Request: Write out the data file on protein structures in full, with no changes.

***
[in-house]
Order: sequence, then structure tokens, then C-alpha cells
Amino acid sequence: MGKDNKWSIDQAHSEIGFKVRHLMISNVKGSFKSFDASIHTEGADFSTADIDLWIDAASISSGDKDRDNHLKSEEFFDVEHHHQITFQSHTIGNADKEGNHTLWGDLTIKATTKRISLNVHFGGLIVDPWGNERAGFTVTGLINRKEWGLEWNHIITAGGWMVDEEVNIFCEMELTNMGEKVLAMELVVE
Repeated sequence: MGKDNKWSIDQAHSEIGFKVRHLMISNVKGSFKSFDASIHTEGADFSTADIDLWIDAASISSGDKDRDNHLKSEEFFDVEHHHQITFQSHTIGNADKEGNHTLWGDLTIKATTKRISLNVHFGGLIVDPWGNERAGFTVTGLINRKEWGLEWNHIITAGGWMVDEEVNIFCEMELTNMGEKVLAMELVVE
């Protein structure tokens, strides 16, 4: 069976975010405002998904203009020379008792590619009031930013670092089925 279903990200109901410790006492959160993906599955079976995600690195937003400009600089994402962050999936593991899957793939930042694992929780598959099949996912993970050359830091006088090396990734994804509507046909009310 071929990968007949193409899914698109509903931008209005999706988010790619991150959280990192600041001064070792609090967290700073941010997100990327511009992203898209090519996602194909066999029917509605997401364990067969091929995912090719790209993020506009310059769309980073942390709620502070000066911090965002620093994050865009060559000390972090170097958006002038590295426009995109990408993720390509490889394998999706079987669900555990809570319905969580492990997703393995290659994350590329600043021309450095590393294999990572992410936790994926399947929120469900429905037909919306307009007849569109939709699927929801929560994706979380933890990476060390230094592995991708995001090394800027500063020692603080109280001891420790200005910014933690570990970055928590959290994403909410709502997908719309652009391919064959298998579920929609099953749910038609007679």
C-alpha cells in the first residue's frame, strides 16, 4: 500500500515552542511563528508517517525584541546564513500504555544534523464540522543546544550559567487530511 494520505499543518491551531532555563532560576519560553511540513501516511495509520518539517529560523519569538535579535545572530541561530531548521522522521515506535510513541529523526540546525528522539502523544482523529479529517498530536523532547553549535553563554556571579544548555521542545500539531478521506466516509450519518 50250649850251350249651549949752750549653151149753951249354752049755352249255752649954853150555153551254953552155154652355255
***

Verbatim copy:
[in-house]
Order: sequence, then structure tokens, then C-alpha cells
Amino acid sequence: MGKDNKWSIDQAHSEIGFKVRHLMISNVKGSFKSFDASIHTEGADFSTADIDLWIDAASISSGDKDRDNHLKSEEFFDVEHHHQITFQSHTIGNADKEGNHTLWGDLTIKATTKRISLNVHFGGLIVDPWGNERAGFTVTGLINRKEWGLEWNHIITAGGWMVDEEVNIFCEMELTNMGEKVLAMELVVE
Repeated sequence: MGKDNKWSIDQAHSEIGFKVRHLMISNVKGSFKSFDASIHTEGADFSTADIDLWIDAASISSGDKDRDNHLKSEEFFDVEHHHQITFQSHTIGNADKEGNHTLWGDLTIKATTKRISLNVHFGGLIVDPWGNERAGFTVTGLINRKEWGLEWNHIITAGGWMVDEEVNIFCEMELTNMGEKVLAMELVVE
């Protein structure tokens, strides 16, 4: 069976975010405002998904203009020379008792590619009031930013670092089925 279903990200109901410790006492959160993906599955079976995600690195937003400009600089994402962050999936593991899957793939930042694992929780598959099949996912993970050359830091006088090396990734994804509507046909009310 071929990968007949193409899914698109509903931008209005999706988010790619991150959280990192600041001064070792609090967290700073941010997100990327511009992203898209090519996602194909066999029917509605997401364990067969091929995912090719790209993020506009310059769309980073942390709620502070000066911090965002620093994050865009060559000390972090170097958006002038590295426009995109990408993720390509490889394998999706079987669900555990809570319905969580492990997703393995290659994350590329600043021309450095590393294999990572992410936790994926399947929120469900429905037909919306307009007849569109939709699927929801929560994706979380933890990476060390230094592995991708995001090394800027500063020692603080109280001891420790200005910014933690570990970055928590959290994403909410709502997908719309652009391919064959298998579920929609099953749910038609007679």
C-alpha cells in the first residue's frame, strides 16, 4: 500500500515552542511563528508517517525584541546564513500504555544534523464540522543546544550559567487530511 494520505499543518491551531532555563532560576519560553511540513501516511495509520518539517529560523519569538535579535545572530541561530531548521522522521515506535510513541529523526540546525528522539502523544482523529479529517498530536523532547553549535553563554556571579544548555521542545500539531478521506466516509450519518 50250649850251350249651549949752750549653151149753951249354752049755352249255752649954853150555153551254953552155154652355255